Adam as a single person could not fully live out the image of God without being in a relationship with another person. Marriage is the most intimate of these relationships, but the scriptures teach the power and necessity of other types of relationships as well. So if you are not living in authentic relationships it is impossible for you to do what you were made to do – to reflect the image of God through your life. And in a world of temptation and struggle it will be impossible for you to stay on track.

What God Does Through Relationships

God uses relationships to encourage us to keep the faith and walk with Christ. You need friends who can “stimulate you to love and good deeds” (Hebrews 10:24). You need men in your life with whom you can “bear one another’s burdens” (Galatians 6:2). The great commandment of Christ is to “Love the lord your God with all your heart, soul, mind, and strength, and to love your neighbor as yourself” (Luke 10:27).
Having casual acquaintances isn’t good enough – we need to bind ourselves to a few other men who can help us become all God intends for us to be. This can be difficult. It’s often easier to just do our own thing without taking the time and energy to let another man get close. But like many things that are convenient, it’s also counterfeit. God uses real friendships to shape and mold us for His glory.

Well I must be off, stay tuned for part II, coming soon to a blog near you.


Pray for a plan, the most recent from my favourite sportswriter….

Posted on Sat, Jan. 14, 2006
Prayer is important; so is a planBy Terry Pluto
Prayer is not a plan.
That was the theme of a sermon given by the Rev. Ronald Fowler at Arlington Church of God on Wednesday.
It has become one of Fowler’s favorite themes. At the age of 70, he so wants to see lives changed. Prayer is important, but how many of us pray for a plan?
“Some people pray for God to give them money and get them out of debt,” Fowler said. “But they don’t want to cut up those credit cards. They don’t want to go on a budget. They don’t even want to hear what God wants them to do to become a better person.”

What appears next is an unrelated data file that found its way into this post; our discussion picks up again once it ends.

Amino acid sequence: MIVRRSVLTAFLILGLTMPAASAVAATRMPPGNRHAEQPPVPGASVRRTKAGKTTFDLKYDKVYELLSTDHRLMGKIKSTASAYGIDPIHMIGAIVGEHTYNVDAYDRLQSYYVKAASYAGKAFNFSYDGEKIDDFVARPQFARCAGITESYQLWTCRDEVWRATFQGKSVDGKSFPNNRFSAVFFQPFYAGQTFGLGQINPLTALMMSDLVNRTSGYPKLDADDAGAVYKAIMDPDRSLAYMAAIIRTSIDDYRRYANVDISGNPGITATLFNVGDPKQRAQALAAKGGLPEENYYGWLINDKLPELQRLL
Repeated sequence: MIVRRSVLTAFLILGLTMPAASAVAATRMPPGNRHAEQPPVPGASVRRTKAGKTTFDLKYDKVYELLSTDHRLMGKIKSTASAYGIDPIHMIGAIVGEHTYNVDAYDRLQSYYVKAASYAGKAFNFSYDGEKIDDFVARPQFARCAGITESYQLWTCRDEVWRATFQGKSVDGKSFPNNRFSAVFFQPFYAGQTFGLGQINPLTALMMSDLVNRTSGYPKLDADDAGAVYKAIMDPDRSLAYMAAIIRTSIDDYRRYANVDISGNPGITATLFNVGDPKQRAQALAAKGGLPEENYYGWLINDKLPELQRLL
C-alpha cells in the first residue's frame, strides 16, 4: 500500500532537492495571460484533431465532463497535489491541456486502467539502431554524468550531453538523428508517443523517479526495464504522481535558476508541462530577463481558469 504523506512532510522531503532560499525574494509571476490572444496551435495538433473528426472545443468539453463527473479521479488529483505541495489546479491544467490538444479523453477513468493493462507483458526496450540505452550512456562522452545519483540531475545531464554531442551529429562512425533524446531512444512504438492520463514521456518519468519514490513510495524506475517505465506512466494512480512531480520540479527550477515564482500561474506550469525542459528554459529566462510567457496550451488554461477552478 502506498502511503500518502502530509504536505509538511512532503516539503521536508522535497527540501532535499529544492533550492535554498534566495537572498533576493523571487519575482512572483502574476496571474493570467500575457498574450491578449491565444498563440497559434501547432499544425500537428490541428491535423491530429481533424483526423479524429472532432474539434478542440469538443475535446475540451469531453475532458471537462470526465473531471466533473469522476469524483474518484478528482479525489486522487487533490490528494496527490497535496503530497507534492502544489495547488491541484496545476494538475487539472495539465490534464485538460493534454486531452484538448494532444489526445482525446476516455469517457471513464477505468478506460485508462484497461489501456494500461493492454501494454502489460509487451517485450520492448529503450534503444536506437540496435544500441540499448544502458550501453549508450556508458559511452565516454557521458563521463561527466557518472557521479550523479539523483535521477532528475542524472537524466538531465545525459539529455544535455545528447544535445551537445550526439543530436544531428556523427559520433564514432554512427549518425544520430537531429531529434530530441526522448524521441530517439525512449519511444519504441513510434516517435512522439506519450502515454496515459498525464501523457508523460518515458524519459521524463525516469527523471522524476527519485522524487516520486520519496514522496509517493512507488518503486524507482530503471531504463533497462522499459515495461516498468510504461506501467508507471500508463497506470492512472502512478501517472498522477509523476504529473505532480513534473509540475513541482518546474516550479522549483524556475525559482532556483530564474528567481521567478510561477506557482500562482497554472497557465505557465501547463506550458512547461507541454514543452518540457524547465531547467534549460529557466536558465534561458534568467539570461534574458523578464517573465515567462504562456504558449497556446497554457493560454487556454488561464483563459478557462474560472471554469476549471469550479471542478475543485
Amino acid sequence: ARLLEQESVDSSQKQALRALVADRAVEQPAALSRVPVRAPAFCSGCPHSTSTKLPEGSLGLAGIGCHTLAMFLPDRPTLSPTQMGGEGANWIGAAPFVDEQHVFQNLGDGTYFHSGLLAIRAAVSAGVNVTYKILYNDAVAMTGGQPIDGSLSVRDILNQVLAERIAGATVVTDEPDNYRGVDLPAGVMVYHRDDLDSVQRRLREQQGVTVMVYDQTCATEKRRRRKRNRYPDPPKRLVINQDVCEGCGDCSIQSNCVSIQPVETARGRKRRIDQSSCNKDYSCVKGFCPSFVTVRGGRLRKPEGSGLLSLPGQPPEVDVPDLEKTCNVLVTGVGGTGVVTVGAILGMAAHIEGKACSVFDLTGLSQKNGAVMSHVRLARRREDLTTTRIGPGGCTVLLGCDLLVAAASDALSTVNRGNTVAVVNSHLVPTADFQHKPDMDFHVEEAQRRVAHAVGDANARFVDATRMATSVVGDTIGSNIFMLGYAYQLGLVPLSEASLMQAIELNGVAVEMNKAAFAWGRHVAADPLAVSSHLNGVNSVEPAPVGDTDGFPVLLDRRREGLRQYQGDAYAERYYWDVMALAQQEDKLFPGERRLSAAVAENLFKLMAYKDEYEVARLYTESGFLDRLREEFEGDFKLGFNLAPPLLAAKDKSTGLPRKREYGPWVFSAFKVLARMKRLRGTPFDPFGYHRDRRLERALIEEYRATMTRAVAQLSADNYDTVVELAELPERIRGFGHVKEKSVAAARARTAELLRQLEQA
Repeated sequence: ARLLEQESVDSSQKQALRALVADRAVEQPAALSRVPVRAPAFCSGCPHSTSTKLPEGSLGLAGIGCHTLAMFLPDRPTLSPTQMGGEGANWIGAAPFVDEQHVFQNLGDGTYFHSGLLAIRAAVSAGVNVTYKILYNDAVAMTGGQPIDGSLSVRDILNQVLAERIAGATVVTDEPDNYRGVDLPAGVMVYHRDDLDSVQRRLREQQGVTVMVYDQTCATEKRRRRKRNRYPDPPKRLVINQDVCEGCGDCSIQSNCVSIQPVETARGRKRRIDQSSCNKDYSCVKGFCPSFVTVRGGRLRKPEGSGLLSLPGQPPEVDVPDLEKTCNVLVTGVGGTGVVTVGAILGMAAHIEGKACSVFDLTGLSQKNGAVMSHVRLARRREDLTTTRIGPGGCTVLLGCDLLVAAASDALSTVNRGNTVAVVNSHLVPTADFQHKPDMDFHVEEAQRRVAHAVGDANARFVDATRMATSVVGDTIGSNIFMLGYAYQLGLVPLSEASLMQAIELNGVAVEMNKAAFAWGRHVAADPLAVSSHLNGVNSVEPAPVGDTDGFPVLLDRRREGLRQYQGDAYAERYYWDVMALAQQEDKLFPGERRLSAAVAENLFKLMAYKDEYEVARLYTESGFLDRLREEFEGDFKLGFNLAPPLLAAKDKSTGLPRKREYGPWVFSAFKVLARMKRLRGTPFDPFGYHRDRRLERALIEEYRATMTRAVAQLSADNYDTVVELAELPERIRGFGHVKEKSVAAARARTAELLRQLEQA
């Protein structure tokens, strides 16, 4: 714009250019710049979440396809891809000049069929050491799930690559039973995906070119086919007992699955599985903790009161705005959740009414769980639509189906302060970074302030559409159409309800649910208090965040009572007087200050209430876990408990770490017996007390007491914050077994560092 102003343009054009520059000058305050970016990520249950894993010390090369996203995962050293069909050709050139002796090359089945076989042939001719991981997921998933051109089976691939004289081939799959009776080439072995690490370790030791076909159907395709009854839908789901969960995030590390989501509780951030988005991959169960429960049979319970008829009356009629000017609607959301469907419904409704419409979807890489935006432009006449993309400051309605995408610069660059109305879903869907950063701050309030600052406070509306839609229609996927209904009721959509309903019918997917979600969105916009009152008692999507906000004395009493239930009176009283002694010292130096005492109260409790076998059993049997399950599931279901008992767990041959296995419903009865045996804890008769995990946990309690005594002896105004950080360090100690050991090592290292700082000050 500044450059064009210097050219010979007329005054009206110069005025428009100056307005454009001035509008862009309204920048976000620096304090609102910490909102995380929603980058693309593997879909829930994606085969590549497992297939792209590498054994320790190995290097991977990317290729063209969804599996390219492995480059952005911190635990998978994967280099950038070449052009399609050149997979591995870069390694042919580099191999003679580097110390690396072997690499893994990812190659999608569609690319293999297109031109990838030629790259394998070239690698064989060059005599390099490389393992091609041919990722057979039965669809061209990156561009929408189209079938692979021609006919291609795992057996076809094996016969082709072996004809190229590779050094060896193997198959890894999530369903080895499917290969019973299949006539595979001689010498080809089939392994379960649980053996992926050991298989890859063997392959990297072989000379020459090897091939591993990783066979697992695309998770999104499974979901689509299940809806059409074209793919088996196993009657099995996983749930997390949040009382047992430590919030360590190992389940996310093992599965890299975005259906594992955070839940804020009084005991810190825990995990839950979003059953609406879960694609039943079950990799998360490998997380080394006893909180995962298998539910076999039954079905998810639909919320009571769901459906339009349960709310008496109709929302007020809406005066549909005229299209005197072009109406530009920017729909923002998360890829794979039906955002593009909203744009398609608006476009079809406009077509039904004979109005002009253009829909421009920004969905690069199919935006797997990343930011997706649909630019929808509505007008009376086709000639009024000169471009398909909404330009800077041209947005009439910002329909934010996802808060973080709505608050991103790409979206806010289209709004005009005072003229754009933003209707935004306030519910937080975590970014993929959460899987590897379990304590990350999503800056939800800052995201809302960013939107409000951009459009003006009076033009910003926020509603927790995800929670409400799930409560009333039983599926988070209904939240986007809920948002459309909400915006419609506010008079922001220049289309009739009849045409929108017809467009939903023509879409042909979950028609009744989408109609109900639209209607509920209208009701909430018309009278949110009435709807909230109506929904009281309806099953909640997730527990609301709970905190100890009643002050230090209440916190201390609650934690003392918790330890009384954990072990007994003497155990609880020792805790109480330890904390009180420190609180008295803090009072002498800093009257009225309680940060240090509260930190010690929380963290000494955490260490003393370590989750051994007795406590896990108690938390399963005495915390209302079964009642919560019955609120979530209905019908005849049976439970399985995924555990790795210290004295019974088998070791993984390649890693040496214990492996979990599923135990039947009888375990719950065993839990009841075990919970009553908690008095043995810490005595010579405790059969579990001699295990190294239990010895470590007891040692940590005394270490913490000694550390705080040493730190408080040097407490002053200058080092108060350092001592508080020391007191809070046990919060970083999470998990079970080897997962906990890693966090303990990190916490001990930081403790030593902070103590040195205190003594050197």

Too many times, we pray for God to clean up our own messes.
“It’s like we ask God to excuse us for being lazy and greedy, and then we ask God just to fix it,” Fowler said. “We really don’t want to change.”
Bishop Joey Johnson has been dealing with the same theme at Akron’s House of the Lord.
“We throw up all these prayers to God and just expect him to somehow work it all out,” Johnson said. “They want to lose weight, but don’t want to get serious about a diet. Not a lot of people want to be responsible. Not just in the church, but in the country. It’s the syndrome of not wanting to feel any pain.”
Or as the Rev. Bob Combs from Norton Grace Church said, “God is not Santa Claus.”
Part of the problem is some religious leaders have sold faith as an interstate to the easy life. It’s a con job that often leads to heartbreak and spiritual disillusionment.
“It’s the prosperity gospel that you often hear preached on TV,” said Johnson. “It’s a good idea to pray for a new job, if you need one. But guess you better get out and start interviewing. You better prepare.”
Prayer backed by preparation and discipline often becomes a formula for success. Suppose you want to lose weight. You can pray for God to show you the right diet, to lead you to the right doctor, to give you the right attitude and exercise plan.
Then you have to follow through and really believe your prayer has been answered by being given a plan.
“I really believe that we need more practical preaching in church,” Johnson said. “I’ve been reading a lot of Stephen Covey, and he’s right when he writes that common sense is not very common these days.”
We are a society with more wealth and better health care than any in history, yet so many of us are so deep in debt and feeling sick.
Johnson mentioned the Old Testament book of Nehemiah, about a man who prayed for God to put things in motion for him to help rebuild the wall in Jerusalem. Through prayer, he developed a method to make it happen.
Fowler mentioned Luke 14:28, where Jesus said, “Suppose you want to build a tower. Will you not sit down and estimate the cost to see if you have enough money to complete it?”
It’s a fact that people spend 15 percent to 20 percent less in stores when they pay cash rather than by credit card. That’s because they are counting the money as they stand at the cash register, handing it away and feeling the pain.
At Johnson’s church one Sunday, people came forward to cut up their credit cards as others prayed for them. Some stayed credit-card-free; others just ordered more.
“We have to address these issues in our churches,” said Johnson.
Part of prayer should be for God to give us a realistic view of our situation.
“We’ve got to own our junk,” Combs said. “When we admit we’re part of the problem, then we are more open to following the plan God has for us.”
Combs mentioned the verse from the New Testament book of James: “Faith without works is dead.”
“We should pray as if it all depends on God, then work as if it all depends on us,” said Combs. “I tell people that we need to attach legs to our prayers.”